Lack of clarity, ambiguity and confusion were also the hallmarks of the President’s belated request for an Authorization of the Use of Military Force against ISIL. The President had consistently maintained that he did not need new authority while he carried out air campaigns against ISIL for several months. And now, while saying that he does need such authority, he has not paused to explain what has changed. (Nor has he explained why the proposed resolution would replace the 2002 AUMF adopted for the invasion of Iraq but not the 2001 AUMF directed against al Qaeda.) Not surprisingly, the President’s proposal received a chilly reception on Capitol Hill. In general, Republicans favored a more expansive grant of authority than requested by Obama and Democrats a more restrictive one. But both sides seemed equally at a loss to understand or interpret the key provision of the proposal, which states that it “does not authorize the use of the United States Armed Forces in enduring offensive ground combat operations.” As Senator Bob Menendez, ranking Democrat on the Foreign Relations Committee, put it as mildly as possible after a meeting with Democrats:
The language is probably part of the rub with the members. It talks about no enduring combat groups on the ground” and there were questions about what that exactly means, both in the ‘enduring’ part, versus offensive combat.
One point of sharp controversy is a limitation of the authorization to a three year period. Since no one expects the struggle with ISIS to be resolved in that period, the limitation means that the issue would be set aside for the balance of the Obama Administration and then dumped at the door-step of his successor. We join with those who believe that imposing artificial deadlines on military operations (as we did in Afghanistan) is a serious mistake that incentivizes adversaries to wait us out.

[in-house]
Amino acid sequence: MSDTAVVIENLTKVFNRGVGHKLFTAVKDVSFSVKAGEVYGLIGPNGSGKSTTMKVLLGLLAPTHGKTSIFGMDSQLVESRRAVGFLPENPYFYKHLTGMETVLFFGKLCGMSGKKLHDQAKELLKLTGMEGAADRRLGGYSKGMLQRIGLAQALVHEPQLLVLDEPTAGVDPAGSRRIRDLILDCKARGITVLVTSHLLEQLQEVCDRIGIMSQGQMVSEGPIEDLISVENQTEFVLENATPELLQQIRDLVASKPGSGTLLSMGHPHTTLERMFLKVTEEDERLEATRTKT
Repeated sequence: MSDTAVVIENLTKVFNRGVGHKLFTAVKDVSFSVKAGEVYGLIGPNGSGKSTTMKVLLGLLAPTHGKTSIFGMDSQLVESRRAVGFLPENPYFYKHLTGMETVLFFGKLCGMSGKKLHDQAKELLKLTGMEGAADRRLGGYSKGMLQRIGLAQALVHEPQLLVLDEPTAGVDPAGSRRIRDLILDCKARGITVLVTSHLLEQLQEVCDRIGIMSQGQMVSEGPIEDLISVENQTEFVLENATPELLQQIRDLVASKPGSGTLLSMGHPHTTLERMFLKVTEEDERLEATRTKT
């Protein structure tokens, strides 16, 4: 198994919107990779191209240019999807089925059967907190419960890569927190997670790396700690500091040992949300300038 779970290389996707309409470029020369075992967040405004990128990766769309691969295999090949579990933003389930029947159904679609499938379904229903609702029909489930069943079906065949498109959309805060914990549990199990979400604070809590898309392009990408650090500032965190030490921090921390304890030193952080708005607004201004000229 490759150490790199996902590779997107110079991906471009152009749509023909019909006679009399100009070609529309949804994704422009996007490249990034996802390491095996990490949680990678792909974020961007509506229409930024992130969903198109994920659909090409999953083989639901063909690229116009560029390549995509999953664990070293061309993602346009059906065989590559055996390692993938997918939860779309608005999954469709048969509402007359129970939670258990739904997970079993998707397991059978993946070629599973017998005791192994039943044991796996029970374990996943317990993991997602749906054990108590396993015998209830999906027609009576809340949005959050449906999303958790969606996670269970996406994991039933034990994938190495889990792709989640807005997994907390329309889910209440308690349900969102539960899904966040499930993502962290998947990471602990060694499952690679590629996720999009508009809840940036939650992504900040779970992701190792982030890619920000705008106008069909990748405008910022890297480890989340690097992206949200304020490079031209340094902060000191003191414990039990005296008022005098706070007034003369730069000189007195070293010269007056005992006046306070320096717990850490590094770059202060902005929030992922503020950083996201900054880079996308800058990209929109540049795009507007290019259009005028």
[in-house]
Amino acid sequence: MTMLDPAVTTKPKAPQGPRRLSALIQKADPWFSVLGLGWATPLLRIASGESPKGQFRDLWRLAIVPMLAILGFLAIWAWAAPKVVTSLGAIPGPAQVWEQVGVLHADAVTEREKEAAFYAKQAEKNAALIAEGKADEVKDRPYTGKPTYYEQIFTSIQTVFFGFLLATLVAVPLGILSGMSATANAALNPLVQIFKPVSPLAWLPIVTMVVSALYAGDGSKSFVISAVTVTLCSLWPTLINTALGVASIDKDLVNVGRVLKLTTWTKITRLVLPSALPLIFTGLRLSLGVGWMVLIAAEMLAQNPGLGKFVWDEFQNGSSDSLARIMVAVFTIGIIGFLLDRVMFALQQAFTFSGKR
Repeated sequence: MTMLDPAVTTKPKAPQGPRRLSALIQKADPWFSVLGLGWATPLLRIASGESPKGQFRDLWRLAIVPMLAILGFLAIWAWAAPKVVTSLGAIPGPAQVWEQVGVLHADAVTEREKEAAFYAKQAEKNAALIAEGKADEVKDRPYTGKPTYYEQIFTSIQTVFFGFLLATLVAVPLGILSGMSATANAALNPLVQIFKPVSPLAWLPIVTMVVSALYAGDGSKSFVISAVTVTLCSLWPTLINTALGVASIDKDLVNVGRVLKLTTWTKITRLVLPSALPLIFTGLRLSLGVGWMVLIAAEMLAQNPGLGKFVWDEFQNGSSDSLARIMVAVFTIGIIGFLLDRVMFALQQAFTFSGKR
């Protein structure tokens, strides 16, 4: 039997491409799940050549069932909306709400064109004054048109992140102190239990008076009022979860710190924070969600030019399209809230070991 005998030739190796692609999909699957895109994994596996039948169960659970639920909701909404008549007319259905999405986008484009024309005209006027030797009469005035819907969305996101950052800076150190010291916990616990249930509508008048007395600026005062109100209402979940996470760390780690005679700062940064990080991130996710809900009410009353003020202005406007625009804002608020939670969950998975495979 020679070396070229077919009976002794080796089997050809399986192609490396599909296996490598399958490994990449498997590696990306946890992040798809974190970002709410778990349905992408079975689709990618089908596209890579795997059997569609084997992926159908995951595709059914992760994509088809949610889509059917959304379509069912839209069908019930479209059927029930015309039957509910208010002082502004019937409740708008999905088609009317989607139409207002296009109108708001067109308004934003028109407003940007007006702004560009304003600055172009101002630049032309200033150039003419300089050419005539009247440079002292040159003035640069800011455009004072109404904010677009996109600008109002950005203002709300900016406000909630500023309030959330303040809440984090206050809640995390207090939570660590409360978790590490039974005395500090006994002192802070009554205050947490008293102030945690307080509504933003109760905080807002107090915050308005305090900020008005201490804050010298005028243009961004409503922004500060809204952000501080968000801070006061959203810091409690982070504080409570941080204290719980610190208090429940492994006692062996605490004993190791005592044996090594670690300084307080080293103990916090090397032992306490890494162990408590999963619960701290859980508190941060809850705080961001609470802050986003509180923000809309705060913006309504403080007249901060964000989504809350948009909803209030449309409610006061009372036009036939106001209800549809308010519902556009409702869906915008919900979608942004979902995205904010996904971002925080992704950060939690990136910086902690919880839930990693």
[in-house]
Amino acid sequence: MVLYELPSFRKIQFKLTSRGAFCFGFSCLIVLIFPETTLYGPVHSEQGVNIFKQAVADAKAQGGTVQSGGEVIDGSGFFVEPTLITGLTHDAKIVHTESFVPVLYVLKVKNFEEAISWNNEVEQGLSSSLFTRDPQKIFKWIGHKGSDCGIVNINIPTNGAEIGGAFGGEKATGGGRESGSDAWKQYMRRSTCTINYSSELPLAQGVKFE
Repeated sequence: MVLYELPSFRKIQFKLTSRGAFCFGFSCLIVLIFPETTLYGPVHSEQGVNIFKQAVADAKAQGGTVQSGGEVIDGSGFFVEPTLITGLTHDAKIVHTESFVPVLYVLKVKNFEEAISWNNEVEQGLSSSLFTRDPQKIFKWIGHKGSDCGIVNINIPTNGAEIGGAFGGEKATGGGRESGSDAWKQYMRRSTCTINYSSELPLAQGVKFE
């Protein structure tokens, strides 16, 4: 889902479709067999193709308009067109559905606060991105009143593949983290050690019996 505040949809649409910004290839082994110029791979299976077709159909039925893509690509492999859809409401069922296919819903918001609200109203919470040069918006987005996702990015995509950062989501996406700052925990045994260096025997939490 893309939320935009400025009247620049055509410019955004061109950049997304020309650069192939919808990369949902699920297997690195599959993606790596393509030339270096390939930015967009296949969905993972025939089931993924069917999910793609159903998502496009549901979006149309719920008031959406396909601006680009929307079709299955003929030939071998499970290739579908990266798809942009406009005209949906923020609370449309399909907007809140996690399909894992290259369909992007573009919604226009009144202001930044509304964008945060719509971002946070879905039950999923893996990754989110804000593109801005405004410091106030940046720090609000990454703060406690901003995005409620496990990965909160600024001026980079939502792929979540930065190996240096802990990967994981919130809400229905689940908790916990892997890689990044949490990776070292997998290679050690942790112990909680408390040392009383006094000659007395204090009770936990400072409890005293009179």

There appears to be broad agreement in Congress that passage of an AUMF would be desirable, but given the differing positions as to what it should provide, that outcome is far from certain. For our part, we would favor a robust AUMF that gave the President broad authority to conduct military operations including, if necessary, ground operations. It such an AUMF proves unattainable, we would agree with those who argue that no new AUMF would be preferable to a weak one.
If limitations are required, we would urge avoiding deadlines or narrow defintions of what troops might be assigned to do. A better alternative might be simply a ceiling on the number of troops that could be committed without a further authorization. A frequent objection to authorizing any ground operations has been that we would not want to undertake anything on the scale of the wars in Iraq and Afghanistan. That is something of a straw man since no one has urged anything like such a commitment. One restriction that would still preserve considerable flexibility would be to limit the number of troops that could be deployed in the area to, say, 20,000, with further authorization from Congress required to go above that number. That is a limitation we have not seen mentioned in the media, and it might or might not prove to be practical, but we believe it is worth considering.